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Grassroots movement aims to put new redistricting process on 2018 ballot

The origin of the term "gerrymandering" comes from a political cartoon from March of 1812. This was drawn in reaction to the newly-drawn state senate election district of South Essex created by the Massachusetts legislature.
J. Albert Bowden II
Flickr - http://j.mp/1SPGCl0
This political cartoon was printed in 1812 in reaction to the newly drawn state senate election district of South Essex created by the Massachusetts Legislature to favor the Democratic-Republican Party candidates of Governor Elbridge Gerry.

If you ask a roomful of voters if they think gerrymandering is an issue, it's a fair bet most of the people would raise their hands, regardless whether they were a Republican, Democrat, or independent.

There are several groups in the state looking at the issue for the 2020 the ballot. The group Voters Not Politicians is not waiting that long. It wants to put something on the ballot in 2018.
Katie Fahey from Voters Not Politicians said redistricting should be in the hands of the people.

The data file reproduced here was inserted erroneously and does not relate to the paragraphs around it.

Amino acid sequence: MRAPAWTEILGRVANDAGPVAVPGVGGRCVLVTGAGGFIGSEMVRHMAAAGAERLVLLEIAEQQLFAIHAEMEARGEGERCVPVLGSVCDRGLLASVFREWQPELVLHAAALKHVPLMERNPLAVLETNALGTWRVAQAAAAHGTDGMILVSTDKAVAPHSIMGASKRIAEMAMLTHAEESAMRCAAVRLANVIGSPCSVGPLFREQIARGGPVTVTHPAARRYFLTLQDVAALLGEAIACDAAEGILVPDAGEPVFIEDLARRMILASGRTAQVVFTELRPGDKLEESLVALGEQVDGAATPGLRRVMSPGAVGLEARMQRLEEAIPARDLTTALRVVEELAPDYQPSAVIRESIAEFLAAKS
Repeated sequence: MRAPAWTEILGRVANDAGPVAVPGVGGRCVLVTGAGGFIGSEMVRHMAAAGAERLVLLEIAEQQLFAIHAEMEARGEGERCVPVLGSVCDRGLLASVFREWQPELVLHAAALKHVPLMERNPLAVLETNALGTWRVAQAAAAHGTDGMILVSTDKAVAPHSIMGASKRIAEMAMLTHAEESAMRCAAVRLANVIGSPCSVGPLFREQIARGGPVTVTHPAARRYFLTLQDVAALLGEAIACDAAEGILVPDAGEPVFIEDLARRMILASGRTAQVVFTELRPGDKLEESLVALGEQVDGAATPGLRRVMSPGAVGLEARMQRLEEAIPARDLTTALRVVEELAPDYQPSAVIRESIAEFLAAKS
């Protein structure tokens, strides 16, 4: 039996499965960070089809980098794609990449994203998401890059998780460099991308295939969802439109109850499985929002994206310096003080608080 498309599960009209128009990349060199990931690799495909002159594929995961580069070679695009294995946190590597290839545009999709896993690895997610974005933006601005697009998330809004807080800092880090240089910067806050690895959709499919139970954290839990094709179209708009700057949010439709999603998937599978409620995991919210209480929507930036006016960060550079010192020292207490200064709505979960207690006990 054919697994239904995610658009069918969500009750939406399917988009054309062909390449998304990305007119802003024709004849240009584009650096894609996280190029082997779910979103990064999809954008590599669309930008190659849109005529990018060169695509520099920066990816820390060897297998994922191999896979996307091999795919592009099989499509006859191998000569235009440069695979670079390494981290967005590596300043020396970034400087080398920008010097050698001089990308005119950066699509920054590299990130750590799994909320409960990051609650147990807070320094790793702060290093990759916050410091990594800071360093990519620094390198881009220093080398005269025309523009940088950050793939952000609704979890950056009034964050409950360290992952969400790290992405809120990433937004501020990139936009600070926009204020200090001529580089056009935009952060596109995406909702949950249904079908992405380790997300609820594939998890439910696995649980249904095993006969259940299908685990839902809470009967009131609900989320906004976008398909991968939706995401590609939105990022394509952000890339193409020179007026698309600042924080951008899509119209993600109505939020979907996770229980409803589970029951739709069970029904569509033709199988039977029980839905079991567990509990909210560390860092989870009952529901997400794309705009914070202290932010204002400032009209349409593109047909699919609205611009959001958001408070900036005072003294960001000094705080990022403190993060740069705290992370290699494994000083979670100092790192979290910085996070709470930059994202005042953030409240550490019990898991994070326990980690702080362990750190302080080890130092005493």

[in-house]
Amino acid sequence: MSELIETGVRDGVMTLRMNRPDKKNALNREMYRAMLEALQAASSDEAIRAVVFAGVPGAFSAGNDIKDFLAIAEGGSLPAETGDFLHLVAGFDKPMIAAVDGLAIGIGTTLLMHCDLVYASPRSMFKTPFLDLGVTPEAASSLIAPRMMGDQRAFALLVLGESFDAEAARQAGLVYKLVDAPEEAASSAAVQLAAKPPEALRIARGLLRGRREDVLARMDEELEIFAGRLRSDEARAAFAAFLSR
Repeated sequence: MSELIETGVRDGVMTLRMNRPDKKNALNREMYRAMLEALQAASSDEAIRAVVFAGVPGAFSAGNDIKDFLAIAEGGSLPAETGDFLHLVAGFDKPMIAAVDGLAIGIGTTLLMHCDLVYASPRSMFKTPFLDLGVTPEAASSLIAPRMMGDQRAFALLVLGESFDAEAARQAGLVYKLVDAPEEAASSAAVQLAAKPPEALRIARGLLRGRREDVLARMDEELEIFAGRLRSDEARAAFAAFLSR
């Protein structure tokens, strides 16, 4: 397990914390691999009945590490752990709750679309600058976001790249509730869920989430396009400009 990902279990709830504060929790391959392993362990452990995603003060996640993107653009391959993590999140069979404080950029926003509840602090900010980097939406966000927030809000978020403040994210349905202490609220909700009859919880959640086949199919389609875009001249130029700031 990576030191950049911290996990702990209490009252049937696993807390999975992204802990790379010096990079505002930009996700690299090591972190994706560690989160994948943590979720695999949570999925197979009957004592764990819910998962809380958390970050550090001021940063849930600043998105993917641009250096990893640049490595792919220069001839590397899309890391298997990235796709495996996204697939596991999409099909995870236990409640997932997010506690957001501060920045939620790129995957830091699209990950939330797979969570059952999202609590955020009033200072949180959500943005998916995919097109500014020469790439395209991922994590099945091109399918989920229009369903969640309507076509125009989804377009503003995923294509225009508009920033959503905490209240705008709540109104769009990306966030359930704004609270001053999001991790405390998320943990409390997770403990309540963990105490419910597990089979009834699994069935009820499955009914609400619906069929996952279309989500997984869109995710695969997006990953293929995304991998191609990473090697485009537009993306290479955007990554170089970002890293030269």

"Votes should be counted based on what you want and who you want to elect, and not what political party you're associated with, or that other people think you're associated with," Fahey said. 

There is currently a lawsuit in Wisconsin that's challenging gerrymandering in that state and working its way to the U.S. Supreme Court. So why not wait for that ruling?  

"Even if [that case does] prove that our lines have been drawn unconstitutionally, the courts don't actually provide a solution for how maps... or how districts should be drawn," Fahey said. "And that process will go back to the politicians, who currently have something to gain from the system by designing it in a way that will benefit them. And we would rather see a solution come from citizens and from what the people of Michigan want instead of it having it go back to the people who are currently manipulating the system."

Listen to the full interview above for more.

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